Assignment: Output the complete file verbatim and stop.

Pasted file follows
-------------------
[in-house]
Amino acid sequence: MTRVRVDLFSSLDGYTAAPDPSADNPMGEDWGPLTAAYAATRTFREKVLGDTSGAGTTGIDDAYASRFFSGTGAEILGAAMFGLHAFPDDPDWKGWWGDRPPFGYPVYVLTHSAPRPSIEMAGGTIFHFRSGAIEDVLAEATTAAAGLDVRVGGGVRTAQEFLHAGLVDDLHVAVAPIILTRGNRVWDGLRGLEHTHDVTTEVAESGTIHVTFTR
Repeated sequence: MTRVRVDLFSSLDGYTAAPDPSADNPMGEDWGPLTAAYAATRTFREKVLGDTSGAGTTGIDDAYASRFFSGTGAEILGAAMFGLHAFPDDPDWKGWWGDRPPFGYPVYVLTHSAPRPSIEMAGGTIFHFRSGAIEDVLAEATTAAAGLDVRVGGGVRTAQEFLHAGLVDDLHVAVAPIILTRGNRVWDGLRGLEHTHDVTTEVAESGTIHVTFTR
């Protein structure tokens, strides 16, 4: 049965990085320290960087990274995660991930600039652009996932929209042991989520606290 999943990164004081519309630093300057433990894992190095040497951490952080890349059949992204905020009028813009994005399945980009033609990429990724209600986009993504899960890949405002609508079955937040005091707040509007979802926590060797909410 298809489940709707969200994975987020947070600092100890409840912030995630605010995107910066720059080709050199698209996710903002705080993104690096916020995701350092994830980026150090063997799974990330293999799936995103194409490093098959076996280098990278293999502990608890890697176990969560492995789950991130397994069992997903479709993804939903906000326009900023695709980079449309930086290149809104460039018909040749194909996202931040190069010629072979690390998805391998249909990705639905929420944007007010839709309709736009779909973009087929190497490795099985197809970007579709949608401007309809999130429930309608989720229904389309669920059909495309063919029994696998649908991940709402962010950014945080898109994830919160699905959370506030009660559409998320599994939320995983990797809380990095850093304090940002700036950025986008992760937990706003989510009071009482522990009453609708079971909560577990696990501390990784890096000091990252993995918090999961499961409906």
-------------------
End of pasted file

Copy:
[in-house]
Amino acid sequence: MTRVRVDLFSSLDGYTAAPDPSADNPMGEDWGPLTAAYAATRTFREKVLGDTSGAGTTGIDDAYASRFFSGTGAEILGAAMFGLHAFPDDPDWKGWWGDRPPFGYPVYVLTHSAPRPSIEMAGGTIFHFRSGAIEDVLAEATTAAAGLDVRVGGGVRTAQEFLHAGLVDDLHVAVAPIILTRGNRVWDGLRGLEHTHDVTTEVAESGTIHVTFTR
Repeated sequence: MTRVRVDLFSSLDGYTAAPDPSADNPMGEDWGPLTAAYAATRTFREKVLGDTSGAGTTGIDDAYASRFFSGTGAEILGAAMFGLHAFPDDPDWKGWWGDRPPFGYPVYVLTHSAPRPSIEMAGGTIFHFRSGAIEDVLAEATTAAAGLDVRVGGGVRTAQEFLHAGLVDDLHVAVAPIILTRGNRVWDGLRGLEHTHDVTTEVAESGTIHVTFTR
């Protein structure tokens, strides 16, 4: 049965990085320290960087990274995660991930600039652009996932929209042991989520606290 999943990164004081519309630093300057433990894992190095040497951490952080890349059949992204905020009028813009994005399945980009033609990429990724209600986009993504899960890949405002609508079955937040005091707040509007979802926590060797909410 298809489940709707969200994975987020947070600092100890409840912030995630605010995107910066720059080709050199698209996710903002705080993104690096916020995701350092994830980026150090063997799974990330293999799936995103194409490093098959076996280098990278293999502990608890890697176990969560492995789950991130397994069992997903479709993804939903906000326009900023695709980079449309930086290149809104460039018909040749194909996202931040190069010629072979690390998805391998249909990705639905929420944007007010839709309709736009779909973009087929190497490795099985197809970007579709949608401007309809999130429930309608989720229904389309669920059909495309063919029994696998649908991940709402962010950014945080898109994830919160699905959370506030009660559409998320599994939320995983990797809380990095850093304090940002700036950025986008992760937990706003989510009071009482522990009453609708079971909560577990696990501390990784890096000091990252993995918090999961499961409906």